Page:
My daughter, Kristine, reads constantly. The day I originally wrote this little essay, she was, in fact, sitting in the living room reading Lord of the Rings with a stack of history books and Jane Austen-related material next to her chair. She got her exercise by walking to the library and lugging home books. This makes her My Hero.
On one of her library safaris, she introduced me to another writer who has also become My Hero. She did it by bringing home from the library a book about a very particular publishing phenomenon—series children’s books. There were a number of writers who gave their talents to this effort, but the paragon that stood out in my reading of the book was Mildred A. Wirt, the original Carolyn Keene. (The title, for anyone who’s interested is Girl Sleuth: Nancy Drew and the Women Who Created Her by Melanie Rehak.) Continue reading
Must Be Magic
Magical Malcolms Book #2
by Patricia Rice
Can a perfumed enchantress and a surly agronomist work together?
All creativity addresses a problem. This recipe was created to answer the question, What can be done with all this fruit? Summer and early autumn is a tidal wave of glorious fruit in my area. Strawberries run from April to September, cherries from May until October, raspberries apparently continuously, like running water. There’s enough luscious fruit to fill a river.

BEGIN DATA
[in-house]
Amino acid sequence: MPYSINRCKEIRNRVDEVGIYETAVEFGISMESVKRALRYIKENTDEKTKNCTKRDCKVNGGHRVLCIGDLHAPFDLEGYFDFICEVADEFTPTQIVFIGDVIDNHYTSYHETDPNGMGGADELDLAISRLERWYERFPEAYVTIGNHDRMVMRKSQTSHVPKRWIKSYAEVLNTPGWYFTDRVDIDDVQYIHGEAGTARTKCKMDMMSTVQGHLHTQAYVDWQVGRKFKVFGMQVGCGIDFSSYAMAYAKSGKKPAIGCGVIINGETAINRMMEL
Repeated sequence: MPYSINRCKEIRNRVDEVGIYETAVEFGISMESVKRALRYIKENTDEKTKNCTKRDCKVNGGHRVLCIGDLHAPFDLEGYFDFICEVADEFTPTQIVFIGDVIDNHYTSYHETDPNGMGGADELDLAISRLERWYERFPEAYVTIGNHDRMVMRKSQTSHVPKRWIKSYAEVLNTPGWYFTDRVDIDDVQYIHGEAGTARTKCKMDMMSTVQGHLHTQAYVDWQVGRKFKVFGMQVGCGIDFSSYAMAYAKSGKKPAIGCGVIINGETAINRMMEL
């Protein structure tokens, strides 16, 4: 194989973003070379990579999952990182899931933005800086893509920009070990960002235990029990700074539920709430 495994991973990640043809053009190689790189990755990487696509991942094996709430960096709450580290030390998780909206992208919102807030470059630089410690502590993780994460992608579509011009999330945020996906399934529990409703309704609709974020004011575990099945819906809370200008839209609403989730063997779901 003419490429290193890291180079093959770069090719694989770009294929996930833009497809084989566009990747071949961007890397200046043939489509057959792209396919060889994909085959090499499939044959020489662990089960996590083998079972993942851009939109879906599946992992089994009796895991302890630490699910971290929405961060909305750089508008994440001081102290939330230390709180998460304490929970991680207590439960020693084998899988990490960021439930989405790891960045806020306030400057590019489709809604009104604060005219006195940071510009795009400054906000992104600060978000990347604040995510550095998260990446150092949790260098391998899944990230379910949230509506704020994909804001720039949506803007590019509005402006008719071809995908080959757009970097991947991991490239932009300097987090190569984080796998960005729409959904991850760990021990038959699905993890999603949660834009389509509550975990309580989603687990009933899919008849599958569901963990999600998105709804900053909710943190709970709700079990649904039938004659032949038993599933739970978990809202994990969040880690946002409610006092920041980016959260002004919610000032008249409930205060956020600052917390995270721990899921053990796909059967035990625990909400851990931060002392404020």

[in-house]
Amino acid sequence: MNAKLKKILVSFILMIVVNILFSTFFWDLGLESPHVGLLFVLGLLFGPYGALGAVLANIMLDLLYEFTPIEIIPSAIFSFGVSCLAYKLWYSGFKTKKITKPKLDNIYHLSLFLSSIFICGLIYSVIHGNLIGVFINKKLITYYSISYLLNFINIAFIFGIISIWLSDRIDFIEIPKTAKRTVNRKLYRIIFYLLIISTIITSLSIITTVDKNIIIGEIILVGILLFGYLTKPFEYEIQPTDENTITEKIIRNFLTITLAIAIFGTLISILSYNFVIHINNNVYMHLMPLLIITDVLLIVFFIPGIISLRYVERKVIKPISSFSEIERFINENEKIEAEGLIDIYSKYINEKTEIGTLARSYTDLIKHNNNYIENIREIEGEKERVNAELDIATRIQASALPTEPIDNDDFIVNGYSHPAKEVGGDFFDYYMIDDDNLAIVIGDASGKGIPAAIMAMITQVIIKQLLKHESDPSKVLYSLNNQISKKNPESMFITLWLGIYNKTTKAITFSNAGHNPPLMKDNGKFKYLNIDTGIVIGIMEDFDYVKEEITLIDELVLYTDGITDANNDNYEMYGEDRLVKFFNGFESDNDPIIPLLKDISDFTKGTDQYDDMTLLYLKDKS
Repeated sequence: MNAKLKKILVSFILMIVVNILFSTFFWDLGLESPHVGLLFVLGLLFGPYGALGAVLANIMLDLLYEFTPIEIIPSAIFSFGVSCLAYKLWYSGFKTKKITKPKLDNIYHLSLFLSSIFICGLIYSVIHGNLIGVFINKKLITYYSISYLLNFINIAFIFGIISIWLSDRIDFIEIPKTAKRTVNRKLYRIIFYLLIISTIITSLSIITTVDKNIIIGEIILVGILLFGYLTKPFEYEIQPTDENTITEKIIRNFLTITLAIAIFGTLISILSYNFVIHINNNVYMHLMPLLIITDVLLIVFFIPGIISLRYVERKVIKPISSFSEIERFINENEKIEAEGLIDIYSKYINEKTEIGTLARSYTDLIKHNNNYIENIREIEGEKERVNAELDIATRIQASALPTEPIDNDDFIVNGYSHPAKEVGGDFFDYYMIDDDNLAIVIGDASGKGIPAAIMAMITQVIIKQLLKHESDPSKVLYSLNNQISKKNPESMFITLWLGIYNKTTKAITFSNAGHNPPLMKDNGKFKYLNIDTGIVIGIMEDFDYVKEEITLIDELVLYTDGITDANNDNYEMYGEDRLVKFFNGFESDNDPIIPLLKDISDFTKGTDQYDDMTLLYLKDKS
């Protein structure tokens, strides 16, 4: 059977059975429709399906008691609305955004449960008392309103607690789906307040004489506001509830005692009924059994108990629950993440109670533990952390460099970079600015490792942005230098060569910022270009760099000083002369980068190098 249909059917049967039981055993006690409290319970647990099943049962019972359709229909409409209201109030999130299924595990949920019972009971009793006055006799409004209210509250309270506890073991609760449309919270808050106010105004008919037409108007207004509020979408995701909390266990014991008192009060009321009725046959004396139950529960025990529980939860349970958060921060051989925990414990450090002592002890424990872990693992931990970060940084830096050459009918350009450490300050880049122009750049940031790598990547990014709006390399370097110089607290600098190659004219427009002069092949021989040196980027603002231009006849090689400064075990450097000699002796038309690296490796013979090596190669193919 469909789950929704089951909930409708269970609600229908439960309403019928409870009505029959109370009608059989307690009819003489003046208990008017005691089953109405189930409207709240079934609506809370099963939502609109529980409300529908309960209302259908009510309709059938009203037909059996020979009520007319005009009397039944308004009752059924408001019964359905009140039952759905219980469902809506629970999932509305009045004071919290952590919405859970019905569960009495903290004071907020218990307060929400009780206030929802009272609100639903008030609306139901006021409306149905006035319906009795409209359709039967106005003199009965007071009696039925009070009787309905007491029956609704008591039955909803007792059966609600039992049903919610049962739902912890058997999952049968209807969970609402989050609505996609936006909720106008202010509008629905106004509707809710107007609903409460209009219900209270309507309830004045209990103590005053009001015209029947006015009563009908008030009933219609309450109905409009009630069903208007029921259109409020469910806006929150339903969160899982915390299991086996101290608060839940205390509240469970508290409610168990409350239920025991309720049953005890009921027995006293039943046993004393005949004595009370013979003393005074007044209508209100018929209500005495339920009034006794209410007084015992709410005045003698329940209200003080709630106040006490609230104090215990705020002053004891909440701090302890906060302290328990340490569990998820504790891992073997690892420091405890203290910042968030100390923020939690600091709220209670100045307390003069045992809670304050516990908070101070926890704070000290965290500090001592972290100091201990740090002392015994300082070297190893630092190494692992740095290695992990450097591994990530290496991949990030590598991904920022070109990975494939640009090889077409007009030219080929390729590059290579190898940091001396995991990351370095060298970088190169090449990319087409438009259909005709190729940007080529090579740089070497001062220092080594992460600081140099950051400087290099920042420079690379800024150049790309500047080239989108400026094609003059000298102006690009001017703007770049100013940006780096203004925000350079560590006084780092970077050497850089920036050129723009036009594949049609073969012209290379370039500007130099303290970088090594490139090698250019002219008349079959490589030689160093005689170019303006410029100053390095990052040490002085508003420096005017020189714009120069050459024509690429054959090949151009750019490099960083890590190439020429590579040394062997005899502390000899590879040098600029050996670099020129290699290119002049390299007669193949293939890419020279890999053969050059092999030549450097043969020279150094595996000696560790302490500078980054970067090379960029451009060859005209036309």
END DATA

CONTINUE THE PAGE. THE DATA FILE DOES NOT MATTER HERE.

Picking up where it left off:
An allied difficulty is eating for heath. One should eat more fruit, but not piled on top of ice cream, too often. If the portion could be controlled, if the caloric count wasn’t excessive, this would all be good.
So! I have created something to address these issues. Allow me to introduce the fruit biscuit. This is simply a baking powder biscuit with a thick layer of fruit baked onto the top, a trick achieved by baking it upside down and then flipping it. The recipe calls for exactly one pint of fresh fruit, which can be anything. This picture is apricot, with almonds, but below is blackberries, and the fresh fruit at the top of this post is huckleberries. All fruit is grist for this mill. Si far I have experimented with apricots with almonds and cardamom, blackberries with walnuts, huckleberries with walnuts, sour cherries with almonds and a dash of almond extract, and yellow plums with walnuts and rosemary. The possibilities are endless.
You will need a large-muffin baking pan, the kind with a 3.5 or 4 inch diameter cup. I also deployed my silicon muffin liners, so there’s no difficulty popping them out.